On November 9th, 2020, Pfizer announced that its vaccine “was found to be more than 90% effective in preventing COVID-19 in participants without evidence of prior SARS-CoV-2 infection” (Ref 1). That was the first such announcement from any of the number of trials trying to develop a vaccine for the virus SARS-CoV-2, which can cause the disease Covid-19. The press release reported that 43,538 participants had been enrolled and that 94 cases of Covid-19 had been confirmed among the participants (Note 2). On December 10th, 2020, an academic paper followed the Pfizer announcement (Ref 3). It was called “Safety and Efficacy of the BNT162b2 mRNA Covid-19 Vaccine”.
The Oxford/AstraZeneca announcement followed a month later and it was accompanied by an academic paper published in The Lancet on December 8th, 2020 (Ref 4). The paper in The Lancet was a follow-up to another paper in the same journal published on July 20th, 2020 (Ref 5). The Oxford/AstraZeneca team also published a paper on November 18th, 2020, which reported on a trial specifically undertaken in younger and older adults than those studied in the July and December papers (Ref 6).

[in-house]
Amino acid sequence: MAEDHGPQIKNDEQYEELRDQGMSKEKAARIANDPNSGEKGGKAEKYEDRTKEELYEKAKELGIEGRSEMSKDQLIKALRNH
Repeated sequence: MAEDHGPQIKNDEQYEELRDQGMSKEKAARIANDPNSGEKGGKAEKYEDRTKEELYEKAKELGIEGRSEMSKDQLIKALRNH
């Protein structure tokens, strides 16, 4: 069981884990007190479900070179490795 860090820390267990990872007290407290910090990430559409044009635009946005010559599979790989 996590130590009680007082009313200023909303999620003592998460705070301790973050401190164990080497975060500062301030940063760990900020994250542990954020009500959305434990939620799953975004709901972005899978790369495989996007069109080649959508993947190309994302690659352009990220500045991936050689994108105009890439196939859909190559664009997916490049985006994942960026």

This note primarily reviews the Lancet publications about the safety and efficacy of ChAdOx1 nCoV-19, the Oxford/AstraZeneca vaccine. References to the Pfizer vaccine are also made where appropriate. The two vaccines are different and both use new techniques. ChAdOx1 nCoV-19 is a chimpanzee adenovirus vaccine vector. Coronaviruses have spikes on their outer coats (which is why they look like a crown and which is where they get their "corona" name from). The Oxford/AstraZeneca vaccine contains the genetic sequence of the surface spike protein. When the vaccine enters cells in the body, it uses this genetic code to produce the surface spike of the coronavirus to induce an immune response (Ref 7). The first adenovirus-based vaccine (a vaccine for Ebola, made by Johnson & Johnson) was approved for general use in July 2020 (Ref 8).
The Pfizer is an mRNA vaccine. It is the first mRNA vaccine to be approved (for emergency use). RNA vaccines introduce into the body a messenger RNA (mRNA) sequence that contains the genetic instructions for the vaccinated person’s own cells to produce the vaccine antigens and generate an immune response (Ref 9).